Persistent Link:
http://hdl.handle.net/10150/293419
Title:
The Sustainability of Biofuels Produced from Microalgae
Author:
Canter, Christina Elizabeth
Issue Date:
2013
Publisher:
The University of Arizona.
Rights:
Copyright © is held by the author. Digital access to this material is made possible by the University Libraries, University of Arizona. Further transmission, reproduction or presentation (such as public display or performance) of protected items is prohibited except with permission of the author.
Abstract:
Fossil fuels are not sustainable due to their worldwide depletion and greenhouse gas (GHG) emissions. Transportation biofuels produced from microalgae are sustainable if GHG emissions are lower than fossil fuels and the sources for materials used during production are sustainable. Four areas were evaluated to address these concerns. First, a study of peer reviewed life-cycle analyses (LCAs) was performed. The purpose of this evaluation was to determine which processing choices during cultivation have the most impacts. Data from nine authors was converted to similar units, and a new LCA was performed to evaluate the impacts. Overall GHG emissions per kg of algae cultivation ranged from 0.1 - 4.4 kg CO₂ eq. / kg algae, with the most of the emissions coming from fertilizer contributions. The second topic evaluated was the GHG emissions from experimental dewatering technologies. The five experimental technology emissions, for acoustic harvesting, membrane filtration, flocculation, electrocoagulation and flocculation plus belt filtration, were compared to a modeled dissolved air flotation technology and a fossil fuel source. For a functional unit of one MJ of renewable diesel (RD), membrane filtration had the lowest GHG emissions at 40.8 g CO₂(eq)/MJ RD. Dissolved air flotation was the highest scenario at 51.9 g CO₂(eq)/MJ RD. All technologies were lower than gasoline at 90.7 g CO₂(eq)/MJ gasoline. The third topic evaluated was the GHG emissions from the materials used for plant construction. A LCA was performed for the infrastructure materials and compared to results from the fuel-cycle. Plastic from pond liners had the largest contribution to GHG emissions for the baseline case. Increasing productivity and lipid content both decreased infrastructure emissions. The final topic evaluated was the sustainability of nitrogen, phosphorus and potassium used for microalgae growth. Results show that the surplus of world fertilizers cannot sustain large scale algae production in the United States. Technology choices that can recycle nutrients lower the overall requirement. Alternative sources of nutrients, like concentrated animal feeding operations, can provide enough nutrients for large scale production of algae.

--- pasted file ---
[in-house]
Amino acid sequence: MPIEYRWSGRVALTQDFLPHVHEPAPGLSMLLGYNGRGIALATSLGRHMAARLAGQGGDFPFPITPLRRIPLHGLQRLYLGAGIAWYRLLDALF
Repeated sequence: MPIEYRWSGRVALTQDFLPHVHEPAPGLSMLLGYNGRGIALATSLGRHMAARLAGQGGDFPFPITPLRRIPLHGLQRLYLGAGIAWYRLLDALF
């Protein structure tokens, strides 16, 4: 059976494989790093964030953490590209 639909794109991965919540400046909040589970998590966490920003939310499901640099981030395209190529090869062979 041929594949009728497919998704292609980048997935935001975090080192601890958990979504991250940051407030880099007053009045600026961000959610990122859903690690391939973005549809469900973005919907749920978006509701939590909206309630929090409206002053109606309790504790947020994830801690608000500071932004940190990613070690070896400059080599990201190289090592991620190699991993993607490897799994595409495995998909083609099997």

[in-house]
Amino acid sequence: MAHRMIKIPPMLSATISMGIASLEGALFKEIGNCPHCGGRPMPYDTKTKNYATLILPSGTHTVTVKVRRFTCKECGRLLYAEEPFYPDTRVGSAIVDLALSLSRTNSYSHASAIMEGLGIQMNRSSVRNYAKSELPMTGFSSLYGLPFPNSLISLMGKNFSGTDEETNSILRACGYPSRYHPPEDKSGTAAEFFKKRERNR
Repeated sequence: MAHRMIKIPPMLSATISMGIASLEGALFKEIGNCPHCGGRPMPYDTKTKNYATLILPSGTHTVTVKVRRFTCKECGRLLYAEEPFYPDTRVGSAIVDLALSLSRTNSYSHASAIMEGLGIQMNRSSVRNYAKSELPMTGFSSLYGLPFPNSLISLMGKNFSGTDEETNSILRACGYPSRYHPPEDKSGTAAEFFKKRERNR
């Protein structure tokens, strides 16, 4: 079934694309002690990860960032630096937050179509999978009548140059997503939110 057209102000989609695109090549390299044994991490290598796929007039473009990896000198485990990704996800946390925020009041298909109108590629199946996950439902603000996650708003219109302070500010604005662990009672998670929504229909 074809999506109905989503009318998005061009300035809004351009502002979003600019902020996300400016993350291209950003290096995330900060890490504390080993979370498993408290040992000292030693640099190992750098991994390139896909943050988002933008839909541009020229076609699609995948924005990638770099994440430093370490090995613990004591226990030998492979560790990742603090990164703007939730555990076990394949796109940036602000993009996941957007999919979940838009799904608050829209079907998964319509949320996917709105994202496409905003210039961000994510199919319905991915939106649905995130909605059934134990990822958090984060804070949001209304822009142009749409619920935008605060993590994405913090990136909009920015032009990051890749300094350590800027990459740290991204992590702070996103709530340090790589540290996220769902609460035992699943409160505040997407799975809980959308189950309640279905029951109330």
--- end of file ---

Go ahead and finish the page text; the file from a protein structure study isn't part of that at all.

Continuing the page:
Type:
text; Electronic Dissertation
Keywords:
Dewatering Technologies; LCA; Microalgae; Nutrients; Sustainability; Chemical Engineering; Biofuels
Degree Name:
Ph.D.
Degree Level:
doctoral
Degree Program:
Graduate College; Chemical Engineering
Degree Grantor:
University of Arizona
Advisor:
Blowers, Paul

Full metadata record

DC FieldValue Language
dc.language.isoenen_US
dc.titleThe Sustainability of Biofuels Produced from Microalgaeen_US
dc.creatorCanter, Christina Elizabethen_US
dc.contributor.authorCanter, Christina Elizabethen_US
dc.date.issued2013-
dc.publisherThe University of Arizona.en_US